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Avoid a Word Find and Replace gotcha that could prove catastrophic

Here's a Find and Replace gotcha that you might not uncover until it's too late. Awareness is the best way to avoid it, so make a note of it.

Word's Find and Replace feature lets you alter multiple instances of a word or phrase at the same time. However, one thing you might not consider is space characters - and they matter.

Let's look at a quick example. In the document below, I have two short sentences. If you can't read the figures, the sentences follow:

You'll receive a certificate at the end of your class. It is notification of your participation. However, it isn't official without a notarized signature, so please make sure to stop on your way out and have the certificate notarized.

Now, let's change all occurrences of is not to isn't. A quick find and replace should do the trick, right? Let's see what happens when we ignore spaces:

  1. Click the Home tab and then click Replace in the Editing group. In Word 2003, choose Find and Replace from the Edit menu.
  2. In the Find What control, enter is not.
  3. In the Replace With control, enter isn't.
  4. Click Replace All and then OK. The results might not be what you expected.

The replace task found one occurrence of is not and replaced it with isn't, correctly. However, it also found is notification and changed it to isn'tification - that's a mistake.

Being mindful of space characters will eliminate these types of unexpected errors. In this case, following the search string (in the Find What control) with a space character will eliminate the inappropriate find, but be careful because doing so will introduce a new error as as shown below.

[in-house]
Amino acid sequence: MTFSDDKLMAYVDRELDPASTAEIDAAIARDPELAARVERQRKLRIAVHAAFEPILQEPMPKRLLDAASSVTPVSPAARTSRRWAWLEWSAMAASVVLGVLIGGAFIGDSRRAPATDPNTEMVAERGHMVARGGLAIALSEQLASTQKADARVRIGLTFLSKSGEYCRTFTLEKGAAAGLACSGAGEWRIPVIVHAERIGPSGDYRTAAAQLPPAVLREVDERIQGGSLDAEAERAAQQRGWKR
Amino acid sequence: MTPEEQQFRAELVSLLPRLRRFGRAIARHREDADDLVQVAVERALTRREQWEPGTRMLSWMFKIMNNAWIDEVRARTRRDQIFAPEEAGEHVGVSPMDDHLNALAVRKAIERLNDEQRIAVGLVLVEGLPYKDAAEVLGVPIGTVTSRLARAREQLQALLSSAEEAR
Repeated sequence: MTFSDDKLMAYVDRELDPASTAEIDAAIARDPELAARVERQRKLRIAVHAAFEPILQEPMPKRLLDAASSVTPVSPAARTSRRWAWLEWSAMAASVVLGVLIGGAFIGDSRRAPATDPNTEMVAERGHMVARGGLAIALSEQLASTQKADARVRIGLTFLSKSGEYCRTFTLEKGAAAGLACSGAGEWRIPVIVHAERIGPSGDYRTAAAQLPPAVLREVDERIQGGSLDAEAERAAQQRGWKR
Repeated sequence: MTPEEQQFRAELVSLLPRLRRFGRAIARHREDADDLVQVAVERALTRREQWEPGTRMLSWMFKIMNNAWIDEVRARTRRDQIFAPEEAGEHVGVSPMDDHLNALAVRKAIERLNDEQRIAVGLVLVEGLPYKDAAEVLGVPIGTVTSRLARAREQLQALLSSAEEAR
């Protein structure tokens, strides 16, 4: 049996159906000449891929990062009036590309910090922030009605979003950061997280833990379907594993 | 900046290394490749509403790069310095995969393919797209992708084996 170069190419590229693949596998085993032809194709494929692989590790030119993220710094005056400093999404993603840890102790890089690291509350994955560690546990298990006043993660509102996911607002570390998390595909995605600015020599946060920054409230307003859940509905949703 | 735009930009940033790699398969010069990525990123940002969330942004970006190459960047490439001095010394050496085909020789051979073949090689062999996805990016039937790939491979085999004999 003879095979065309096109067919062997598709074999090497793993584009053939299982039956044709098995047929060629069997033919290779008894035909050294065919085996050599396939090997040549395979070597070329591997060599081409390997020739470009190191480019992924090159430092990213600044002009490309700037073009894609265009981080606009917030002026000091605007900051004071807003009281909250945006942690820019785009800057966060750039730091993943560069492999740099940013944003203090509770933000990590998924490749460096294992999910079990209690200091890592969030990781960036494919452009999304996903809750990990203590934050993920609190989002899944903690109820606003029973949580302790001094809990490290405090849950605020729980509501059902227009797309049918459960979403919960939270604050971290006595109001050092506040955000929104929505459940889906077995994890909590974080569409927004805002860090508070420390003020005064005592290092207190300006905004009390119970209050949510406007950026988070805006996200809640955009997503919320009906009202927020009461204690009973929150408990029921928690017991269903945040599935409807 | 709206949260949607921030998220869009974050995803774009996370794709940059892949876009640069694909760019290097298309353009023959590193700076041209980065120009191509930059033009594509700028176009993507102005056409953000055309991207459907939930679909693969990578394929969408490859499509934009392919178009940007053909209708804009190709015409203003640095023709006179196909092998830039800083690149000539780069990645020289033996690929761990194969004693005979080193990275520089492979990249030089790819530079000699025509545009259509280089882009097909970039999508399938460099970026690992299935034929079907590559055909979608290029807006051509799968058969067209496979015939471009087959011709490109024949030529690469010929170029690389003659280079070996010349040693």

You must enter a space character after is not in the Find What control and after isn't in the Replace With control to get the desired results.

When this happens, there's no warning that the feature hasn't understood your intentions. The only way to avoid this behavior is awareness. Running a spell check will find most errors of this type, but you can't depend on that. To the feature, a space character is another valid character. Including them in your search and replace strings is the best way to avoid trouble.

Keep in mind that the space characters that occur before the find and replace strings are just as important.

About

Susan Sales Harkins is an IT consultant, specializing in desktop solutions. Previously, she was editor in chief for The Cobb Group, the world's largest publisher of technical journals.

37 comments
Thomas Moser
Thomas Moser

Run grep on a plaintext version of the document first and see if there are any pitfalls before you go the global replace. Too bad MS does not show a result summary ala Dreamweaver.

tclguru
tclguru

Told to me by someone who swears it is true. A book company was about to publish some Harlequin Romance-type novel, and an editor decided that a certain character David should be renamed Jeff, so a global search and replace was done. The book was published, and some readers were puzzled by a scene in which two characters discuss the merits of Michaelangelo's Jeff.

tclguru
tclguru

Told to me by someone who swears it is true. A book company was about to publish some Harlequin Romance-type novel, and an editor decided that a certain character David should be renamed Jeff, so a global search and replace was done. The book was published, and some readers were puzzled by a scene in which two characters discuss the merits of Michaelangelo's Jeff.

ABERZO
ABERZO

Thank you, Ms. Harkins, for a very useful tip; once it gets explained one wonders why one never thought about it... Thanks again.

denisehenry
denisehenry